United States District Court, W.D. Arkansas, Fort Smith Division
ERESHA G. SMITH, PLAINTIFF,
CAROLYN W. COLVIN, Commissioner, Social Security Administration, DEFENDANT
HONORABLE MARK E. FORD, UNITED STATES MAGISTRATE JUDGE.
Plaintiff, Eresha G. Smith, brings this action under 42 U.S.C. § 405(g), seeking judicial review of a decision of the Commissioner of Social Security Administration (Commissioner) denying her claim for a period of disability and disability insurance benefits (“DIB”) under Title II of the Social Security Act (hereinafter “the Act”), 42 U.S.C. § 423(d)(1)(A). In this judicial review, the court must determine whether there is substantial evidence in the administrative record to support the Commissioner’s decision. See 42 U.S.C. § 405(g).
I. Procedural Background
Plaintiff protectively filed her application for DIB on April 16, 2012, alleging a disability onset date of April 15, 2010, due to “neck, back, shoulders injury due to car accident, kidney problems.” (T. 109-112, 131) The Commissioner denied her application initially on June 4, 2012 (T. 64-66), and denied it at reconsideration on November 6, 2012 (T. 72-73). Plaintiff requested an administrative hearing (T. 76-77), and the hearing was held on April 16, 2013, before the Hon. Harold D. Davis, Administrative Law Judge (“ALJ”). (T. 26-61) Plaintiff was present and represented by her attorney, Andrew Flake. (T. 26, 28) Also present was Donna Humphries, a vocational expert (“VE”). (T. 28)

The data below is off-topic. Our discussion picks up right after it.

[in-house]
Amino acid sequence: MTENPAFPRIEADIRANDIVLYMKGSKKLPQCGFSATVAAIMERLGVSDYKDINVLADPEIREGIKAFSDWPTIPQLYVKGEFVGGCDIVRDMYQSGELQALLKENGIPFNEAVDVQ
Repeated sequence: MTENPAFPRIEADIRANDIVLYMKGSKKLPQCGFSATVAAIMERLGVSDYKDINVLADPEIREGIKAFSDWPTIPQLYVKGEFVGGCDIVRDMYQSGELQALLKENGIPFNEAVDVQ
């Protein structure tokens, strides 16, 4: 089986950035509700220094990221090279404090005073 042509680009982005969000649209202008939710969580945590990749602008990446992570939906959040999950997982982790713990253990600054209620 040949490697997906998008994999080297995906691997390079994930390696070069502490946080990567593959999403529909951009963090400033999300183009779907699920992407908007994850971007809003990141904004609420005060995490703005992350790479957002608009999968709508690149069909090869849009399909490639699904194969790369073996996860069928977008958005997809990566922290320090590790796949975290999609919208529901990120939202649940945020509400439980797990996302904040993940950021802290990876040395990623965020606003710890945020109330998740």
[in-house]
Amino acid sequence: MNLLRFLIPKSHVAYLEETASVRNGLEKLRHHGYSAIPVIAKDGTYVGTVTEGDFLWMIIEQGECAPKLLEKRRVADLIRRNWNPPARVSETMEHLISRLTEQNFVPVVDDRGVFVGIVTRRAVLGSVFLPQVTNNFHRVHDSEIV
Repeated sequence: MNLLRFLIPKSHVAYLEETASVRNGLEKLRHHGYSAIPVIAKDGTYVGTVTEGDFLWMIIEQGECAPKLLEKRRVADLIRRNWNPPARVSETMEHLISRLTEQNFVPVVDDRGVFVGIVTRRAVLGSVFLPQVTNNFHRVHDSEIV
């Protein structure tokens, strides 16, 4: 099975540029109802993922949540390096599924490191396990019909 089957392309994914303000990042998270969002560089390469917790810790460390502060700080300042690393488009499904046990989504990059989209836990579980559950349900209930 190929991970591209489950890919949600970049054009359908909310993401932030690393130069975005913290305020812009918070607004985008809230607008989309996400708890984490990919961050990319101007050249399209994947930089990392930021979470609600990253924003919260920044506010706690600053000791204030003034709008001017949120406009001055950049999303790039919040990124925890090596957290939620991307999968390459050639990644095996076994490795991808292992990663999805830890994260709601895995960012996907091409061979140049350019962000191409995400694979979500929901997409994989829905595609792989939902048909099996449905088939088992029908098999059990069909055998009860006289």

At the time of hearing, Plaintiff was 41 years old with a high school education and one year of cosmetology school. (T. 33) She had past relevant work (”PRW”) experience as a child care worker and home health aide. (T. 35-36, 56, 132, 144)
On August 16, 2013, the ALJ issued an unfavorable decision finding that Plaintiff had the following severe impairments: hypertension, osteoporosis, asthma, lumbago, myofascial pain disorder, status post pediatric cancer treatment, neuropathy, depression, and anxiety. (T. 12) The ALJ further found that Plaintiff did not have an impairment or combination of impairments that meet or medically equal the severity of one of the listed impairments in 20 C.F.R. Part 404, Subpart P, Appendix 1. (T. 12-14) After partially discrediting Plaintiff’s subjective complaints, the ALJ determined that Plaintiff retained the residual functional capacity (“RFC”) to perform light work, except that she could only work in a controlled environment, in which there is no exposure to temperature changes or concentrated amounts of dust, fumes, or smoke, and she would be limited to work involving simple tasks and simple instructions and only incidental contact with the public. (T. 14-19)
With the help of the VE, the ALJ determined Plaintiff could not perform her PRW (T. 19-20), but that she could perform the requirements of representative occupations such as hand packager (DOT 920.687-082; light, unskilled), with 1, 000 such jobs existing in Arkansas and 150, 000 in the national economy; small products assembler (DOT 706.684-022; light, unskilled), with 3, 000 such jobs in Arkansas and 400, 000 in the national economy; and, inspector (DOT 712.684-050; light, unskilled), with 2, 000 such jobs in Arkansas and 285, 000 in the national economy. (T. 20-21) The ALJ then found Plaintiff had not been under a disability, as defined by the Act, from April 15, 2010 through the date of the decision. (T. 21)